After some initial hesitation, I decided to show up at BarCamp Hong Kong, the first of its kind to take place in town. Held at Yahoo! Hong Kong‘s offices at Sunning Plaza in Causeway Bay, the event attracted close to a hundred participants, more than the number of those who signed up at the BarCamp’s unofficial registration booth.
As expected, some familiar faces were seen in the crowd: Ed Chok, Angus, Sam, Napoleon and Derek, my former colleague at Ion Global. I met new friends as well: Ca Phun Ung, born in Vietnam but was practically raised in the UK before coming to Hong Kong and eventually in China, and manages his own business just north of the border; Colin Leung, Multimedia Director at MixMedia whom I got some animated discussions along with Julian Wong, web developer at Yahoo! Hong Kong; Bo Fussing, Managing Director for Technology for the Waglan Group, and Chris Chan, a freelance web developer focusing on Ruby shared their views on a more technical side of things, something I have decided to put into the backseat of my career.
I also got to realize that Oiwan Lam is a woman and not a man (Notes: 1. I’ve been half-focused into the controversy that dragged her along and 2. Sometimes it’s difficult for me to figure out a Chinese name to be of a man’s or woman’s.) And I got to meet Rebecca Mackinnon who is closely following Oiwan’s case. Victor Cheung, who made a comprehensive coverage of BarCamp (methinks he the one of the initial pioneers who brought the idea of BarCamp in Hong Kong) was content on being out of the spotlight and was one of the photographer of the event.
Before event started to unfold at around 11am, we had an informal way to introduce ourselves. Free t-shirt were handed over courtesy of Ed’s company, which fielded the most number of participants during the event. It somehow motivated people, typically shy ones, to say something. There I found out that most of the attendees are into technology business, with some students, multimedia and very few marketing people. I am dismayed that no one else from my office showed up. Somehow I was uncertain that if I were to give a talk about search engine marketing, I’d ever draw a seizable crowd to listen to me.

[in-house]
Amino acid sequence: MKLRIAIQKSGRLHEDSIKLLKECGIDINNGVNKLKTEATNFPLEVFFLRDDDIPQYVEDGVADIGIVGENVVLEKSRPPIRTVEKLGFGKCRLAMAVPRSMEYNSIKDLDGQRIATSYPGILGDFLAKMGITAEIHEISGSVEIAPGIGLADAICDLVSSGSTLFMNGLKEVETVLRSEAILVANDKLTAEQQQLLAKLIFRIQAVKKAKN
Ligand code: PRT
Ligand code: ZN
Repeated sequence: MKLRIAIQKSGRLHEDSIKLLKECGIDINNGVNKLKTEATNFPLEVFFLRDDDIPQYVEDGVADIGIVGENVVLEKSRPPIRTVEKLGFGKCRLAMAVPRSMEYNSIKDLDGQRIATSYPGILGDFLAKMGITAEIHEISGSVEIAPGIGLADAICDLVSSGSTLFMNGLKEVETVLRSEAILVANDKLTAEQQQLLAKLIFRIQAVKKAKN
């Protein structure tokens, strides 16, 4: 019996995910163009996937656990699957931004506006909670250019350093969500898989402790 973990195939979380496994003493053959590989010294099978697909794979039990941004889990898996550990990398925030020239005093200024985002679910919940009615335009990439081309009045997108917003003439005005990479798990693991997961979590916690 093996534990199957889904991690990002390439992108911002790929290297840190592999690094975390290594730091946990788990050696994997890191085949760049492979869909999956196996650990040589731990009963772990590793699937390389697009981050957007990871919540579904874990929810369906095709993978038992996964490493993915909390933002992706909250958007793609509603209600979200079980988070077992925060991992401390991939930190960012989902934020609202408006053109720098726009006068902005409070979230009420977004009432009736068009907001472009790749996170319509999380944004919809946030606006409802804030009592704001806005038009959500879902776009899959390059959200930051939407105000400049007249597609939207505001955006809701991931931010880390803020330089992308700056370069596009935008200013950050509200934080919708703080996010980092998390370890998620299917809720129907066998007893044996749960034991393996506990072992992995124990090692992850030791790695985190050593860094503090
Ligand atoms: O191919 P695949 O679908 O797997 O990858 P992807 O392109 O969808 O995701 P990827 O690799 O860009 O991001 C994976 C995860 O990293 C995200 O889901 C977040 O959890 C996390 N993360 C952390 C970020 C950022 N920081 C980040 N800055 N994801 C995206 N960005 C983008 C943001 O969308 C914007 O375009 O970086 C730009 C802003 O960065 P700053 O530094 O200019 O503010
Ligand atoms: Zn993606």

The crowd grew by the time sessions were about to start and Yahoo offices became a little crowded. Nevertheless we’re all grateful for the space, equipment and manpower offered. One effective way to organize topics was the use of colored post-it that allows greater flexibility and addresses the need of organizing things even if at the last minute. Some topics were merged, some sharing required projectors, which are not available on other rooms (we had three session rooms: Lamma, Dimsum and was it Fried Noodles?) and the post-it system addressed those issues seamlessly.
I first attended a session about mobile web, a talk which spawned a healthy discussion about privacy issues, legal implications on operating certain territories (the web should know no boundaries, right, but dirty politics has its own way of getting through). That led to the more intense talk about China censorship, privacy laws and related topics initiated by Rebecca and participated in mainly by Sam, Henry Oh and Charles Mok.
My schedule was at 1pm, just after the midday lunch break. I had to scramble for a topic which I easily figured out based on the backgrounds of my would-be listeners. I decided to give a high level SEO/PPC presentation which I later found out was too basic to one of the members of the audience. There were a few questions (customizing code for search engines, AJAX linking issues) and with 30 minutes to spare for the whole session, the talk allowed minimal interaction. Then I met the CEO of OpenRice, Ray Chung and Bill So of Headnix (I did not know there is a position called Cocoa Developer until today; I guess I need to sway myself into Mac a little bit more) after the talk.
Later I also attended the session on Eclipse Rich Client Application Platform by Andrei Lissovki.
Apart from the seemingly crowded rooms, I think everything else worked fine. Maybe except for one instance when the projector did not work for an interesting presentation about a webcam as an input device and making the laser pointer simulate a mouse by Ben.
BarCamp Hong Kong indeed proved that Hong Kong community is alive and open for new opportunities not only for personal benefit but also for the whole of Hong Kong. Although it may be a conventional wisdom that these gatherings are more of techie, geeky type just because of the interests of attendees, it shouldn’t be taken as such. As defined:
BarCamp is an ad-hoc unconference born from the desire for people to share and learn in an open environment. It is an intense event with discussions, demos and interaction from attendees. Anyone with something to contribute or with the desire to learn is welcome and invited to join.
I look forward to the next BarCamp session. Thank you guys!
(Thanks Sam for the photos!)